Less than 24 hours after he decided to take Dell private through a $24.4-billion buyout deal, Michael Dell is already facing a tough time, with quite a few shareholders taking a dim view of the price.
Companies in India would empathise with Dell as their delisting experience hasn’t been easy, either. Take Cadbury India, for example. Its delisting move has been stuck since it was announced in 2003, as minority shareholders demanded a 50 per cent higher price than the Rs 1,340-a-share Cadbury proposed.
“We think the company did not offer us a good exit price and it was not valued like its peers, such as Nestle,” says small investor Sobhana Mehta.
Cadbury has company. Shareholders of Essar-owned India Securities had protested against delisting move last year, saying the shares were infrequently traded and, hence, the company was not valued properly while going private.
In last five years, 200 firms have delisted their shares from Indian stock exchanges - mainly due to a merger or acquisition activity.
The race to delist shares began after the Securities and Exchange Board of India (Sebi) came out with a fiat of a minimum 25 per cent public shareholding in listed entities. Companies with more than 75 per cent promoter shareholding had the option: Either go private or dilute shareholding to 75 per cent.
But companies soon realised minority shareholders, led by institutions, were not enthusiastic about exiting, even when a company’s shares were valued by independent valuers. Last year, only 11 companies went private (see table). Many like Carol Infoservices, owned by Wockhardt’s Khorakiwalas, are still sending out letters to shareholders, offering to buy back their shares.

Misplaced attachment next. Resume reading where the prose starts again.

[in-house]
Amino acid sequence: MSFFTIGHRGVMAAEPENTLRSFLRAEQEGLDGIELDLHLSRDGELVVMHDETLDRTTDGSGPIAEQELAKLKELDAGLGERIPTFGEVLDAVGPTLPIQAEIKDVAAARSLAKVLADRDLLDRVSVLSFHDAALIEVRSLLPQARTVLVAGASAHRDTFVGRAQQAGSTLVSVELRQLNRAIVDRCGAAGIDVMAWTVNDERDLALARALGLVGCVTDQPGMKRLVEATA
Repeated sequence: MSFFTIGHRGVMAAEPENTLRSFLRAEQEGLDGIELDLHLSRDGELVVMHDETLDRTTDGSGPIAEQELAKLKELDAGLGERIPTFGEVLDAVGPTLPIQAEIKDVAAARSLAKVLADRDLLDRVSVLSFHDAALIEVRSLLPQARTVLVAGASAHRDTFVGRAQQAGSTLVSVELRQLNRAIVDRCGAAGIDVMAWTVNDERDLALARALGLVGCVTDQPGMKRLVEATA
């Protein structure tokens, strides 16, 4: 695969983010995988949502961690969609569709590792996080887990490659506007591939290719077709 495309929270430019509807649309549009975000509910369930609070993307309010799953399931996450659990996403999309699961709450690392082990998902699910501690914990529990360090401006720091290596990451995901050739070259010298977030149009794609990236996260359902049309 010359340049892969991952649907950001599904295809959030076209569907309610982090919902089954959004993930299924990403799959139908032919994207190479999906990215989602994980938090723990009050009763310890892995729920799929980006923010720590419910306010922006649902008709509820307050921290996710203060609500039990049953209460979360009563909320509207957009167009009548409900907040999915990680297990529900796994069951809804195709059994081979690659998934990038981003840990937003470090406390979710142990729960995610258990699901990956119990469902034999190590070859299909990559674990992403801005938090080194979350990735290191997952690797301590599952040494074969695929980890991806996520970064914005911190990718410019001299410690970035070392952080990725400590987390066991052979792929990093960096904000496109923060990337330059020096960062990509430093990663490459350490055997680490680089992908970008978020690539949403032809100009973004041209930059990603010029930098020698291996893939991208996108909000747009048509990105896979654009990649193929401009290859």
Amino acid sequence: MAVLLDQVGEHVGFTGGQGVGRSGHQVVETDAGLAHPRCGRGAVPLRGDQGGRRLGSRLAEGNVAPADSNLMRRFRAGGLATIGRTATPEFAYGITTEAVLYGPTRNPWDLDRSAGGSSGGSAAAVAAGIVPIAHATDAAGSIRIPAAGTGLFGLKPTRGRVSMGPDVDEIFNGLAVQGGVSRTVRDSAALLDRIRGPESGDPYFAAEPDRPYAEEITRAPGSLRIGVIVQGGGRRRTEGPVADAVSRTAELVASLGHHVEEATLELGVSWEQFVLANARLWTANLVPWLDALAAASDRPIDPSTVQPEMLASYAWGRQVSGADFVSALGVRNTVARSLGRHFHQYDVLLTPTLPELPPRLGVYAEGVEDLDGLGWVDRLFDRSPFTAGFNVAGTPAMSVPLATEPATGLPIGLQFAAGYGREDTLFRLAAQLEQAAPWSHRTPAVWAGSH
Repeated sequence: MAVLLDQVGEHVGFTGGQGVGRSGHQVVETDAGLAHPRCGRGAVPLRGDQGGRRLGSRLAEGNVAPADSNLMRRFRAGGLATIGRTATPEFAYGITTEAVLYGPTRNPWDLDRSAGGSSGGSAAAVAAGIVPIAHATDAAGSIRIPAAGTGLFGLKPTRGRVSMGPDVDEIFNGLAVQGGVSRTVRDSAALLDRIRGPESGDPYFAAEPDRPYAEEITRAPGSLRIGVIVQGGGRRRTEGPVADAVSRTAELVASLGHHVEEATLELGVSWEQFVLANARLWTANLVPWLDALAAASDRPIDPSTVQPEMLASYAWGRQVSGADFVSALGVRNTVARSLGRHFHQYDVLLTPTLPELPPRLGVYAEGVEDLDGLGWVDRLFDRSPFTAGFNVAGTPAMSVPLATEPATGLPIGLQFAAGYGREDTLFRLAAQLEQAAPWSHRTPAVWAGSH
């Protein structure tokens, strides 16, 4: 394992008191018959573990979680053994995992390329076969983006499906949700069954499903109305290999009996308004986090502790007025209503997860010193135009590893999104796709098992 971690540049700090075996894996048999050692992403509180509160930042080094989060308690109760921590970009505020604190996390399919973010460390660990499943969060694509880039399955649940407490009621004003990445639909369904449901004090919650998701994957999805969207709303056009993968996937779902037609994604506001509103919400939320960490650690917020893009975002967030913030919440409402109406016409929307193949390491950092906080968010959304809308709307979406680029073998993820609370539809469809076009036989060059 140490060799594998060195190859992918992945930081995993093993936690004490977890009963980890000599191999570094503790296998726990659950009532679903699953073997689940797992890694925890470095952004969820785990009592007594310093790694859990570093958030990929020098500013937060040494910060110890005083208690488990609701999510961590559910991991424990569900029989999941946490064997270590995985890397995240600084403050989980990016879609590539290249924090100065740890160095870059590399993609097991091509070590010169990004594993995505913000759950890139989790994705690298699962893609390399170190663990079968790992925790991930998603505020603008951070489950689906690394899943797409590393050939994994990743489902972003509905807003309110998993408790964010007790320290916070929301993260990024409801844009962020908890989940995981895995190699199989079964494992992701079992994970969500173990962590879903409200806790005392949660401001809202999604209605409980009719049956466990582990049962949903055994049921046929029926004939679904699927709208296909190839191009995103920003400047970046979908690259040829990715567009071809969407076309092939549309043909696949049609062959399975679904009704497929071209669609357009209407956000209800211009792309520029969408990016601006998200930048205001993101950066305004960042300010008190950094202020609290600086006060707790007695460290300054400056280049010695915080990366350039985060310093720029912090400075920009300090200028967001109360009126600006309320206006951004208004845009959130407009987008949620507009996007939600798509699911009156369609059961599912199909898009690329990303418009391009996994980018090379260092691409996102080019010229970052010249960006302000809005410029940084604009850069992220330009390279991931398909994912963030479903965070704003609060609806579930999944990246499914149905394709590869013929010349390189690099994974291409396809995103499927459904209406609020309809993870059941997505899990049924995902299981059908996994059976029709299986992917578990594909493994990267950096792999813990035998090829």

While small investors have in the past taken erring companies to court, domestic institutions have remained passive investors and have seldom voiced their opinion. A top official of LIC, the biggest investor in Indian firms, says LIC takes case-to-case decision on selling shares during delisting or an open offer. LIC and other institutions like GIC and UTI have rarely made their stand clear on these issues.
Shriram Subramanian, MD, InGovern, a corporate governance research firm, says: “The exit price determined by reverse book-building process in India takes care of price discovery. This process generally takes care of minority shareholders’ interests in pricing.”
To avoid a shareholders versus management fight, Subramaniam advises that the global best practice is that shareholder approval for delisting is based on a majority of minority shareholders voting for it.
But the main problem is pricing. Firms that have done right pricing have had it smooth. For example, Alfa Laval offered Rs 4,000 a share, as against the discovered price of Rs 3,000 a share. The delisting offer received an overwhelming response from shareholders.